On their now 6th record, the boys in Norma Jean have reached a turning point. Around this time in a band’s lifespan, we start seeing whether or not they’re going to stay relevant in the long-run, though there are certainly exceptions, most people have already formed their opinions. Though always very good, solid, and consistent, this band never had a record that truly defined their strengths in every positive light, but that has forever changed. Wrongdoers is everything everyone wanted, and everything the band wanted to make. Furious, ass-kicking, beautiful metal that was no small feat to accomplish. The best part of this record is that the sound is finally riding that line between dissonance and melody perfectly. Like a great whiskey, many things get better over time; and these southern gentlemen have created a record that does that analogy true justice.
Let’s face it, no one saw this coming. Bring Me The Horizon has always been a band of less-than-stellar reputation for, in many respects, being bland; but not this time. After much build-up and clever marketing, Sempiternal ended up being a bigger surprise than expected, flooring audiences with Oli Sykes’s newfound vocal prowess and gigantic stadium-ready musicianship. This record is thunderous. Unless you’re still stuck in the 2006 scene-hair days, this record will certainly impress you in some fashion; whether in sheer emotional honesty (“And The Snakes Start To Sing”) or power (“The House Of Wolves”). Honestly, I’m not sure if this band can top this record; but that kind of thinking only allows me to be even more impressed when they do it, because after this kind of success, I have a feeling the group is only on the cusp of its real potential.
To be honest, I wasn’t sure this record was even going to come out this year; but surprises like these are always best when unprepared for. My Epic, a progressive christian rock band, has always confidently channeled unbridled beauty with crushing instrumentation in a duo that casts a massive fire. After the successes of 2010’s Yet and 2011’s stripped down Broken Voice, the group was sure to do something spectacular, but not like this. Simply put, this record is everything it should have been, and more. Every aspect of it is nothing short of spectacular; the way it rises (“Hail”) and falls (“Approach”), exhales (“Selah”) and inhales (“Confession”), it is truly a swelling in your chest that feels nothing less than wonderful. Behold is undeniably one of the best records of the past few years, and is certainly worth your time.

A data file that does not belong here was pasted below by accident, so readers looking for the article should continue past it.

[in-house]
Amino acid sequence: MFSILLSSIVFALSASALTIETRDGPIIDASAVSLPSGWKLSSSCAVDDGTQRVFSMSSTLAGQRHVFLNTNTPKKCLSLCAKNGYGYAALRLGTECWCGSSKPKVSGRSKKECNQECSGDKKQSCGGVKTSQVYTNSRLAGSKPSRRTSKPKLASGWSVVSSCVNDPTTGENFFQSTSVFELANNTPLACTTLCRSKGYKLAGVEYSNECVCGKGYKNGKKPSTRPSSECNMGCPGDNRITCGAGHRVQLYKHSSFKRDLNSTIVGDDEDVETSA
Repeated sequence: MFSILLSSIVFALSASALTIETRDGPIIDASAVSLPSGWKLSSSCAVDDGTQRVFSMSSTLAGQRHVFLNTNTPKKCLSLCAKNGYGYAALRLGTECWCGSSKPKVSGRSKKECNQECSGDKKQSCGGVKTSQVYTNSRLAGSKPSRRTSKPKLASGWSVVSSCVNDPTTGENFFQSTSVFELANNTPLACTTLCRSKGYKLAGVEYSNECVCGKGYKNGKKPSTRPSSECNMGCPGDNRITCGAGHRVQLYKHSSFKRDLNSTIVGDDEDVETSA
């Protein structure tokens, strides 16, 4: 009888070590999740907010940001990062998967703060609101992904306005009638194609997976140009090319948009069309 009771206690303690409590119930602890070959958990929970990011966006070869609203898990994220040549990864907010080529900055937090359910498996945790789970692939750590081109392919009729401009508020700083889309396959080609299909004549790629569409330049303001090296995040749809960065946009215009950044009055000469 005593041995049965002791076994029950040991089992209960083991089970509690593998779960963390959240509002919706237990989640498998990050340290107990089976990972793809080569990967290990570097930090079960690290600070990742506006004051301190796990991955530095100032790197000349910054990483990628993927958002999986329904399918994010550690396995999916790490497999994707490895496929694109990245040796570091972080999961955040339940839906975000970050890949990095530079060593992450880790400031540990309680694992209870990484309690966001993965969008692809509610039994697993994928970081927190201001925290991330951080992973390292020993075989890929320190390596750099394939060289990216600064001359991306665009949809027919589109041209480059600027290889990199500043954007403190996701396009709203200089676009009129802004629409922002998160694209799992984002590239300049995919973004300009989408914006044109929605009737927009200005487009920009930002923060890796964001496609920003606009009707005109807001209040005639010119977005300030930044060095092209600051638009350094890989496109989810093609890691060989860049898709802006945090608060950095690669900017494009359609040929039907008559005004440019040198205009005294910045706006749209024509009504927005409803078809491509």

Some bands know they’re on their way out before they even put together their final foreseeable record, and having that understanding can truly shape any end result when submersed. Moving Mountains is a band that understands rock and roll without any of the filler, and their final effort Moving Mountains was even more stripped down, but without shaving an ounce of content. Their most powerful work was at their most vulnerable, such as in the restlessly dramatic “Hudson,” or the perfectly contoured “Seasonal.” Ultimately, true maturity as a band is realizing that pushing it to 11 doesn’t necessarily always mean volume, and the stunning musicianship that is abundant is nothing less than satisfying. Here’s to hoping these gentlemen come back someday.
Bold and caustic, letlive’s primary goal was honesty, and it has been all along. Fake History, 2010’s massive success, drew widespread attention to the band in all of the right ways, but when pushing every envelope to the extreme, what’s next? The band went back to the drawing board and threw many of the original concepts out of the window. The Blackest Beautiful is a victorious, emphatic, poignant work of art best understood of as a whole. Whether it’s Jason Aalon Buter’s ferocity and cut-throat vernacular, Ryan Johnson’s bass lines that are cut from the funk rock mold, or the Jean/Jeff guitar powerhouse that bring to life all of the emotive foundation; the band truly understood their next place in the world and this record represents that in every imaginable way. Politically, socially, and psychologically conscious – jaw-dropping doesn’t even cover it.
Most Anticipated: Brand New